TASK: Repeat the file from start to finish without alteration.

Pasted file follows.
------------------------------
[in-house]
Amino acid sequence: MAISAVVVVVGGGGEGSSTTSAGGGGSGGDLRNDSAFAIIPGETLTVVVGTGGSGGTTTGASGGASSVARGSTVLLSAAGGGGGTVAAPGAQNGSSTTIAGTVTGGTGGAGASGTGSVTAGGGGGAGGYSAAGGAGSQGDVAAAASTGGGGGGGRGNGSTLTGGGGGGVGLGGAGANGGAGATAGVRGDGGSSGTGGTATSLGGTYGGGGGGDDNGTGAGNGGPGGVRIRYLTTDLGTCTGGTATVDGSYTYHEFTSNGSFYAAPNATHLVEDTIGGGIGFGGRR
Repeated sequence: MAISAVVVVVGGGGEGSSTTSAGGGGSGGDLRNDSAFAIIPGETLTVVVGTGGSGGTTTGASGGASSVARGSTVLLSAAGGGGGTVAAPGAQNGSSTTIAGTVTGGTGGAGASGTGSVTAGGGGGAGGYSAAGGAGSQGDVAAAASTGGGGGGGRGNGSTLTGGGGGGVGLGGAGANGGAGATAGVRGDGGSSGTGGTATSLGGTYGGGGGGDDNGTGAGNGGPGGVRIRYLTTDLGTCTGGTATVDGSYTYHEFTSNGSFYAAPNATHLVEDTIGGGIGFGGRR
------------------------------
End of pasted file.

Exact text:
[in-house]
Amino acid sequence: MAISAVVVVVGGGGEGSSTTSAGGGGSGGDLRNDSAFAIIPGETLTVVVGTGGSGGTTTGASGGASSVARGSTVLLSAAGGGGGTVAAPGAQNGSSTTIAGTVTGGTGGAGASGTGSVTAGGGGGAGGYSAAGGAGSQGDVAAAASTGGGGGGGRGNGSTLTGGGGGGVGLGGAGANGGAGATAGVRGDGGSSGTGGTATSLGGTYGGGGGGDDNGTGAGNGGPGGVRIRYLTTDLGTCTGGTATVDGSYTYHEFTSNGSFYAAPNATHLVEDTIGGGIGFGGRR
Repeated sequence: MAISAVVVVVGGGGEGSSTTSAGGGGSGGDLRNDSAFAIIPGETLTVVVGTGGSGGTTTGASGGASSVARGSTVLLSAAGGGGGTVAAPGAQNGSSTTIAGTVTGGTGGAGASGTGSVTAGGGGGAGGYSAAGGAGSQGDVAAAASTGGGGGGGRGNGSTLTGGGGGGVGLGGAGANGGAGATAGVRGDGGSSGTGGTATSLGGTYGGGGGGDDNGTGAGNGGPGGVRIRYLTTDLGTCTGGTATVDGSYTYHEFTSNGSFYAAPNATHLVEDTIGGGIGFGGRR